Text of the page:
reaction... I am ashamed to say I enjoyed this production very much while cheerfully despising its underlying ideology. Cooney creates just the right spirit of upbeat sassy goodwill and there are some adroit performances..." The Independent
"There is a sentimental notion abroad that British drama was thriving until the Royal Court revolution of 1956. Anyone who believes that should take a peek at this fossilised, snobbish, lamely constructed William Douglas Home comedy which was one of the hits of the 1947 season. It shows precisely why
John Osborne and his contemporaries were necessary... The play poses as a political comedy: its real subject, however, is rank and class... The one real character Douglas Home bothers to create is the Earl of Lister, played by Edward Fox. Since he is an aristocrat, Lister's rudeness to servants and indifference to his wife are meant to be endearing: even a senility bordering on half-wittedness is regarded as a loveable trait. Fox suggests a
man who occupies his own private world and his timing is sharp enough to scoop up a laugh by a simple turn of his head. Nobody else gets much of a look in, although Moray Watson does what he can as the pseudo-Jeevesian butler and Finty Williams copes with the impossible part of the uppish Bessie. Ray Cooney directs the tame proceedings with due efficiency, but I would 10 times rather see one of his own political farces than this arthritic relic
from a happily bygone theatrical age." The Guardian
"In the play newly opened at London's Vaudeville Theatre, there has been a Labour landslide, political confusion rages with by-election candidates popping out of the woodwork and politicians reinventing themselves overnight. Fox-hunting, shooting and the role of hereditary titles are all on the agenda. A trenchant new work from a rising young political playwright, then? No, in fact this is William Douglas Home's 1947 comedy The Chiltern Hundreds, staged with prescient timing by producer Bill Kenwright. But while some of the subject matter may be amusingly topical, the style creaks like a stately home... There are some nice one-liners, Douglas Home displays a pleasing cynicism for the business of politics and the whole thing is mildly diverting, but in the end this cosy old relic and its unpalatable ideology are more of curiosity value than anything else." The Financial Times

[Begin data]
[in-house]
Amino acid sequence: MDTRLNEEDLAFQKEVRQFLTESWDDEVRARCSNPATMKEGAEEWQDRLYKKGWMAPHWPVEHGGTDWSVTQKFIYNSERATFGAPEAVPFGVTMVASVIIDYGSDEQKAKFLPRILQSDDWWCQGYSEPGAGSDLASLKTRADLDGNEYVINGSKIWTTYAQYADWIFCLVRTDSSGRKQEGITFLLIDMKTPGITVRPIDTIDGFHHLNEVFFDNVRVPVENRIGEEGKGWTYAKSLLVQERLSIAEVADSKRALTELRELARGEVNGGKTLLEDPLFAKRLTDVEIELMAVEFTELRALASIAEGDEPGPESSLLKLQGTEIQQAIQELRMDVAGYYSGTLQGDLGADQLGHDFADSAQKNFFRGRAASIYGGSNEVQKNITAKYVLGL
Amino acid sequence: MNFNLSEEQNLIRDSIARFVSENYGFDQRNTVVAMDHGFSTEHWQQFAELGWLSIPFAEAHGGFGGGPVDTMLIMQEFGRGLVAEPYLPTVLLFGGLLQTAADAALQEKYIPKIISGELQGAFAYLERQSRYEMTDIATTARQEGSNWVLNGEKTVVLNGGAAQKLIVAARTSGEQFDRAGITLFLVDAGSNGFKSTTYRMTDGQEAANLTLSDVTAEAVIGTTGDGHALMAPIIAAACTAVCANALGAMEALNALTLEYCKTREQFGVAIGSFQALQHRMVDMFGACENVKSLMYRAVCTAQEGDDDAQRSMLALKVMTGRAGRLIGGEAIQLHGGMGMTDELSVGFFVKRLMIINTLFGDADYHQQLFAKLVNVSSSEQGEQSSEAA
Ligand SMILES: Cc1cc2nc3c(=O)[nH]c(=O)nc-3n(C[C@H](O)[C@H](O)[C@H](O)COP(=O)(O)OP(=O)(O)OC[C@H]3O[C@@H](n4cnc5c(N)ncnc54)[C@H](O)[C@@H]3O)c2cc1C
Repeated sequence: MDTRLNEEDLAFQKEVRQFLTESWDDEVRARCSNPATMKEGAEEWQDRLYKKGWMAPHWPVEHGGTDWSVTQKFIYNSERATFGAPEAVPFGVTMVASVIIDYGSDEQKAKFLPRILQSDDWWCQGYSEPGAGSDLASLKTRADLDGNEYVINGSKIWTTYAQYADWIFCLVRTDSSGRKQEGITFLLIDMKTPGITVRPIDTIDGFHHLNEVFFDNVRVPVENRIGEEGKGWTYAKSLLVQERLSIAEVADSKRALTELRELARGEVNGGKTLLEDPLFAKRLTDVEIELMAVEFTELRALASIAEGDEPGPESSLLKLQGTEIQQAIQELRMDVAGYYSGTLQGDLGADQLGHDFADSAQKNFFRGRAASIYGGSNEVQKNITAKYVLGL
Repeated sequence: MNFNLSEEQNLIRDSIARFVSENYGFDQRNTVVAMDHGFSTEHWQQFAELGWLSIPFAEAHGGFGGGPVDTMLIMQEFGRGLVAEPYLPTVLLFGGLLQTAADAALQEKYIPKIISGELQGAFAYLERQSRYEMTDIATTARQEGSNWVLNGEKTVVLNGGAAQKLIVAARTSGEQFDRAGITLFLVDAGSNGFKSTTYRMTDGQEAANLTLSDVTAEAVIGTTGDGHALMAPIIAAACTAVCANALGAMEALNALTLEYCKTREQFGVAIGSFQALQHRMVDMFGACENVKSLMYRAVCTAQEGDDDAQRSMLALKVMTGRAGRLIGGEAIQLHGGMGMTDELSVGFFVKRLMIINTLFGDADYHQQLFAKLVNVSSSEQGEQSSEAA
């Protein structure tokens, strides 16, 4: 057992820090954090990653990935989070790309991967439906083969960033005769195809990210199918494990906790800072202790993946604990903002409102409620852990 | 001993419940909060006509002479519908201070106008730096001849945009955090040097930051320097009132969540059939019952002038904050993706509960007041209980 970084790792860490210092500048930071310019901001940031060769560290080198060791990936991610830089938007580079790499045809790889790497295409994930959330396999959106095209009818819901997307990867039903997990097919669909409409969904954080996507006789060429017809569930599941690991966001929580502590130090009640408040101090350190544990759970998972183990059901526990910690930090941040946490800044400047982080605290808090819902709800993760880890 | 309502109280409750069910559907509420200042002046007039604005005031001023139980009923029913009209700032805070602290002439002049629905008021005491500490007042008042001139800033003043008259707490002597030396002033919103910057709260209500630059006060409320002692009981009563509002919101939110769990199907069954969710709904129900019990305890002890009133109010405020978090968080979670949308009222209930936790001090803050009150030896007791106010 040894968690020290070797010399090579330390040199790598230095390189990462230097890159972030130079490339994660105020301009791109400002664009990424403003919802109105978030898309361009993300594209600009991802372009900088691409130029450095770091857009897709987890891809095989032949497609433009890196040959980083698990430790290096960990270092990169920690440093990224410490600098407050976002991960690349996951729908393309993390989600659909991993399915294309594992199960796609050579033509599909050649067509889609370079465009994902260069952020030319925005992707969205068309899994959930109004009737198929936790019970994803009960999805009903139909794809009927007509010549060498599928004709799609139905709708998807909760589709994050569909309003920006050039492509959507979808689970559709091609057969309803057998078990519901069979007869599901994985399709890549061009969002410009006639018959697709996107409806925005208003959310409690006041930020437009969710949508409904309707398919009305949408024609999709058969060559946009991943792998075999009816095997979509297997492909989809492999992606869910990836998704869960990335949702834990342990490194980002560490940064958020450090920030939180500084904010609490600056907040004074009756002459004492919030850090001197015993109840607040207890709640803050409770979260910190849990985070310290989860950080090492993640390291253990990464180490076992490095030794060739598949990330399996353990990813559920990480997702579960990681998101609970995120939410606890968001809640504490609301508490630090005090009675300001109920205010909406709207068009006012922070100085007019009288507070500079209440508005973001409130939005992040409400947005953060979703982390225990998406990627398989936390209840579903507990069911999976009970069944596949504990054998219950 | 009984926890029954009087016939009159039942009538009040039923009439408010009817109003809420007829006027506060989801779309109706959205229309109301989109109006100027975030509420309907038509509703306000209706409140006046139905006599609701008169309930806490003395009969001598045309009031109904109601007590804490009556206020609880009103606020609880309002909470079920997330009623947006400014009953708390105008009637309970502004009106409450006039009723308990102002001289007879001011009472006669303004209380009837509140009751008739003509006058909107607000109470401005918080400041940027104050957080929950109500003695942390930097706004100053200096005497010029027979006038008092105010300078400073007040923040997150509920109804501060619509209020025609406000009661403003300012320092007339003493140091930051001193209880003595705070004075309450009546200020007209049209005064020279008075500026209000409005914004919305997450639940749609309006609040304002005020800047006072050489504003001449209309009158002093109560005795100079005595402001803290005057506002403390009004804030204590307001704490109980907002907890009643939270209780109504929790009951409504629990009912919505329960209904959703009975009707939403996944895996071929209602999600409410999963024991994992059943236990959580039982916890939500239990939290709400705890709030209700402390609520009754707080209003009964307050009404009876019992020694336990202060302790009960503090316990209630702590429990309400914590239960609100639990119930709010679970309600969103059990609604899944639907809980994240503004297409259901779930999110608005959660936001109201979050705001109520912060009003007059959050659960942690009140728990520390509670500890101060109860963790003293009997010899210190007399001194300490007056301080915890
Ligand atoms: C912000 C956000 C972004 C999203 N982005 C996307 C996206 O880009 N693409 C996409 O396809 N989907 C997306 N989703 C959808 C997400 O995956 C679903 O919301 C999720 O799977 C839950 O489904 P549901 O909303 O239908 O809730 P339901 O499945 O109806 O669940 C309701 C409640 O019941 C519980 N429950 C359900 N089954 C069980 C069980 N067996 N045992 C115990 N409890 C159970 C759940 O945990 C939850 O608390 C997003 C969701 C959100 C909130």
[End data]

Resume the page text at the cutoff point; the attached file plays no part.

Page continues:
"If anyone wants to spend an evening of innocent fun with a peer of the realm they can now take full advantage of Edward Fox - at a price. For although Mr Fox is far from being the real ermined thing, when it comes to playing elderly aristocrats on stage he brings more than a touch of class. He's simply top-drawer, top-hole and spiffing. Unfortunately Fox's role as the Earl of Lister comes in the midst of a silly, upper-crust drawing room comedy which is a partly political broadside on behalf of charming, blue-blooded eccentrics. The Chiltern Hundreds so reeks of theatrical mothballs you might guess it was written 50 years ago by a dilettante aristocrat with more time than talent on his hands. You would be right too... The incidental amusement springs from the spectacle of Fox's delightful, chronic perplexity as he politely jumps to all the wrong conclusions. But his leisured acting style is not ideally suited to the play's farcical rush, a rush averted in Ray Cooney's over leisurely production. And Moray Watson's pomped-up old butler and Polly Adams's dizzy Countess also miss the spark of divine oddness that Fox imparts to this passe; period-piece." The London Evening Standard